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Lets just face it....houses that have indoor dogs DO smell. I am sure mine does but I am so used to it that I can't smell it myself, but for somebody not used to dogs the smell can be a little revolting. We don't get many visitors, probably because to them, our house smells, but if we are having visitors, I vacuum, clean, make sure all the dog beds are washed & I will spread a bit of deoderiser on my carpet before I clean. They are my guests & I feel it is my duty as a good host to make my house as comfortable as possible for them. If I was not prepared to do this then I wouldn't invite them in the first place. While my visitors are here, my dogs are kept away if they do not want to interact...dogs don't mind.. & probably don't care that they are kept outside or in their own rooms. I am sure my car also smells to others & my swimming pool has hairs floating all over the top, but if I invite someone to swim in my pool, then I make sure I keep the dogs out till after the humans have swum.

Whether a house has a dog smell depends on the breed of dog. I have been in dozens of homes with BCs and JS and never found one with a dog smell, even if they were really messy with dog hair lying around. On the other hand I have been to homes with Goldies, Labs and Cavs and immediately notice the dog smell even if the house is immaculate. GSDs usually do have a doggy smell so the OP would probably have that to deal with.

If it was me I would offer to wash the dog and keep him in part of the house with baby gates and if they aren't happy with that tell them to find somewhere else to stay.

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juice   

My brother is scared of dogs, mine live outside ,but one sleeps inside.

If my brother comes over i wait till he has gone before i let the old guy in, unless it gets late, then i let him in.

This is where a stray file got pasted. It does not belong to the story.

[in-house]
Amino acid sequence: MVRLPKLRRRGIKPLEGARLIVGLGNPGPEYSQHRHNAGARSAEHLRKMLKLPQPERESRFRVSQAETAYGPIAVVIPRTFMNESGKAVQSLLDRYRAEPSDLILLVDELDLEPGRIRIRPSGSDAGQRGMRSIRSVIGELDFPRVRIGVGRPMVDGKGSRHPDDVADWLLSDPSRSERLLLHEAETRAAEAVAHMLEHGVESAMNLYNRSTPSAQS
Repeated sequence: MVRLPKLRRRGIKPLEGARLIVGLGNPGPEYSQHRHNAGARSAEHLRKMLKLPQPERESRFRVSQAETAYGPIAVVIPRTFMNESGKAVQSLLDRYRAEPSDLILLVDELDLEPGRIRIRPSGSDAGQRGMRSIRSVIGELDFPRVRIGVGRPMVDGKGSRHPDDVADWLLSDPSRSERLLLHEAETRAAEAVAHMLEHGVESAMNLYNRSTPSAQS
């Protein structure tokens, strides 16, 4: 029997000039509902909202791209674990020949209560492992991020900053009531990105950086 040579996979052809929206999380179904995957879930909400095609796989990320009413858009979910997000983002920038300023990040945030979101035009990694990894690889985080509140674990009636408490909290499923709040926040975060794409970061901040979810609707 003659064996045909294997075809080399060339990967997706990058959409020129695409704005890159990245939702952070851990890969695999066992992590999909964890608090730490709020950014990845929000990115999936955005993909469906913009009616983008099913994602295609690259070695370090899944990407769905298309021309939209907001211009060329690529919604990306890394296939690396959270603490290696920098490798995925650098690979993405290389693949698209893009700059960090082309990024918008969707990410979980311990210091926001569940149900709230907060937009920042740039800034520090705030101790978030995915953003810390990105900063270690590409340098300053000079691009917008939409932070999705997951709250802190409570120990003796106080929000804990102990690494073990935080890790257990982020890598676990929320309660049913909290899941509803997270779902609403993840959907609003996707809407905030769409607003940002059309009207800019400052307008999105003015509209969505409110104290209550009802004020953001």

I try to be as accomadating to my brother, but not at my dogs expense.

I find your rellies very rude.

Perhaps an email, gives them time to think before they arrive would be a good idea, explain that you won't be making the dog stay outside so its not up for discussion when they arrive.

Sorts it all out beforehand.

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I'd tell them to sod off but that's me not you. I have friends I have and will put our dog/s outside for as the wife is afraid of dogs and is a touch ocd about the whole animals inside thing. I put the dog out happily they however weren't rude or demanding and it was and is my call.

These people are your family, only you know how close you are to them and how much that relationship means to you. If they are close to you and you value having their visit, try compromise if that doesn't work and they still demand more than you want to give, give them the number of a few hotels and let them have at it.

As to house smells, ours smells of kids & frankly hubby's work boots and socks smell worse than the dog ever could. :laugh:

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Sheridan   
<br />While it is your house and your rules your brother and his wife will be your guests. Some people really don't like dogs (I wonder how Ayen Chol's siblings feel about dogs, and some countries have rabies). I agree with Coogie and think it is better to try to meet them half way. Last Christmas my son and daughter-in-law were visiting with their twelve month old son. They did not ask me to remove my dogs from the house but I did unless I was there to supervise. My dogs spent most of their day outside happily chasing birds and lying around sleeping. At night they came in but slept in my room and I closed the door.<br />

Seriously? What relevance is this?

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nawnim